Carlos Zambrano has positioned himself as the Cubs ace heading into the 2006 campaign. He recently signed a one-year $6.5 million deal that sets the stage for a huge payday next year. Read on as Zambrano shares his enthusiasm for the coming season, his goals for the year, and what it's like playing for Dusty Baker.
Thank you, Barry Bonds. Now I may have company in the "this guy is such a jerk, we won't elect him to a Hall of Fame that already has Ty Cobb as a member"-class of MLB greats. If you want to grab lunch sometime, give me a call. We can discuss ways to get back at Selig. I've always been a big fan of flaming bags of dog poop on his doorstep, but I'm open to suggestions. In the meantime, let's gamble!
From his well-known practical jokes to his deadpan humor, Cubs closer Ryan Dempster is the kind of guy who is always one step ahead of you. In the course of a conversation, you can never be sure if he’s telling the truth or pulling your leg.
JULY 15, PITTSBURGH PIRATES @ CHICAGO CUBS, WRIGLEY FIELD Things went so bad for the Pirates that even Jerry Hairston Jr. contributed to the onslaught with a grand slam (albeit off the foul pole), and then got into a heated, bench-clearing exchange with Pirate reliever Jose Mesa after his next at-bat. Of course, 39,000 suburban frat guys home for the summer left happy after the Cubs' 11-1 win, many of them singing the world’s most annoying tune. I’d appreciate the song much more if the lyrics "Go Cubs go! Go Cubs go!" were a command relating to the franchise’s geographic location. Chicagoans: There’s only room for one playoff team in this town, and we all know who it is in 2005.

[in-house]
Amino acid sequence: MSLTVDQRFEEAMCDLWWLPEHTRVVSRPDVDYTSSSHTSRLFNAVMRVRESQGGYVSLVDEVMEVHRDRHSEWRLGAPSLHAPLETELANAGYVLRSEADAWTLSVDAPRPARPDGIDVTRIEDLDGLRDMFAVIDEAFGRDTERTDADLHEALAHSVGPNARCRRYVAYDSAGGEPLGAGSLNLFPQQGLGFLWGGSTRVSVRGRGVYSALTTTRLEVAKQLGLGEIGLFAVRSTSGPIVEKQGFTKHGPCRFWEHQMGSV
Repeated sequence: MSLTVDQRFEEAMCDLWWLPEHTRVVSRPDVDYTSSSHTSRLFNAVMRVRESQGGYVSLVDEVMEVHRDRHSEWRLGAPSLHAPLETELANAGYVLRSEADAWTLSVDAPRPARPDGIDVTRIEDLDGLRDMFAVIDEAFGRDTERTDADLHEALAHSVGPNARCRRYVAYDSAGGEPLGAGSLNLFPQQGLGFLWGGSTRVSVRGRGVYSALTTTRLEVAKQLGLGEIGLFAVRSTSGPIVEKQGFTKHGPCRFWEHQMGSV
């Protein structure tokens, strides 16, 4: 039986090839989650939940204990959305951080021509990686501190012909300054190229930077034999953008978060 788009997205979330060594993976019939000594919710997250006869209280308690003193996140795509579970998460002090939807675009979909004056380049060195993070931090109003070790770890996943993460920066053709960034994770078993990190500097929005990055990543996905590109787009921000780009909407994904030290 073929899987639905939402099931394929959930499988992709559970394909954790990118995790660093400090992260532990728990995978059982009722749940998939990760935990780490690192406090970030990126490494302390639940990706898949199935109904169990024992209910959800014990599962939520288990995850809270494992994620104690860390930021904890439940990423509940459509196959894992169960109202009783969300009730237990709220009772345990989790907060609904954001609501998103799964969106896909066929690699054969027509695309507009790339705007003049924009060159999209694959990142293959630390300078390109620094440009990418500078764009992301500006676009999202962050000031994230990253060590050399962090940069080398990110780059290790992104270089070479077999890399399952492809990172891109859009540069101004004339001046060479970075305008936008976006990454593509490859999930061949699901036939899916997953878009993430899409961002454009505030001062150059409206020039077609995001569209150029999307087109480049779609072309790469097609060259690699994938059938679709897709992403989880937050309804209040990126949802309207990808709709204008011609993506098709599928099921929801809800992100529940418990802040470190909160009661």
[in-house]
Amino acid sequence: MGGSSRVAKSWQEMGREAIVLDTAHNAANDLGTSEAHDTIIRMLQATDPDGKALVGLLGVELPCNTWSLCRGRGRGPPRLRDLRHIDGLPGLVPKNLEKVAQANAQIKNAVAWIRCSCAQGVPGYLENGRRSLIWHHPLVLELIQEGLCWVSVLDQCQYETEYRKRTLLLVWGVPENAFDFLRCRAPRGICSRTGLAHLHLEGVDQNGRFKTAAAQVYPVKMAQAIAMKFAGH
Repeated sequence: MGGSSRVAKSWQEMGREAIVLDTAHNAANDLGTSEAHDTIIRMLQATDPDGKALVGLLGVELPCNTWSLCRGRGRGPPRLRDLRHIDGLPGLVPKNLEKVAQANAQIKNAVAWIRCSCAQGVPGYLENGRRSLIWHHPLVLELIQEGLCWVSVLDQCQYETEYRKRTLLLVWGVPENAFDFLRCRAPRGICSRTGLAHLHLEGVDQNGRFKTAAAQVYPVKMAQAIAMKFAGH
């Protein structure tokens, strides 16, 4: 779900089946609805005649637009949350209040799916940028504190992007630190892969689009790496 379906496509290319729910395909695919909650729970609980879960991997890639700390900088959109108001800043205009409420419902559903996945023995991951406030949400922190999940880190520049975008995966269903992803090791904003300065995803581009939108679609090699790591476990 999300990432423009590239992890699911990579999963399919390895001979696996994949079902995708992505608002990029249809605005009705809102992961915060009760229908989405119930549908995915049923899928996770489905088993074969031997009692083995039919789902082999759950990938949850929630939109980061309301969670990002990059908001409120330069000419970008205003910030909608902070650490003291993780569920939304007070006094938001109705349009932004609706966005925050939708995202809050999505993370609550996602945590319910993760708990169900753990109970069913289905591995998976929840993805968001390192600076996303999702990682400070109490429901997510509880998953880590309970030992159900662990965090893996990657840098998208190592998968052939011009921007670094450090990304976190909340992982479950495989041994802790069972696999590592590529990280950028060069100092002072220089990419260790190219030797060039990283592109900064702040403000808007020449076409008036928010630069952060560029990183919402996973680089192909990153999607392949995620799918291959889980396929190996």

Dusty Baker came to the Cubs after a successful career managing the San Francisco Giants. His signing signaled the Cubs were serious about trying to win. Two years later, not everyone is enamored with the job he has done. Here he answers his critics, reflects on the past, and looks forward to the future.
The walls may be crumbling at Wrigley Field, but nothing can chip away at Steve Stone’s baseball acumen. Widely respected as perhaps the best ‘color man’ in the game today, Stone doesn’t hedge when it comes to speaking his mind. Sit a spell and read this one. You youngsters (and not-so youngster) out there may learn something.
Gary Matthews came to the Cubs in a trade before the 1984 season. His addition to the club was one of the main reasons the team made it to the postseason for the first time since 1945. Matthews, a natural born leader, showed the team how to win. An aggressive hitter with a keen eye, Matthews knew when to attack and when to take a pitch. As the Cubs’ batting coach, he has a lot of wisdom to impart to his pupils. Whether they listen or not is another matter.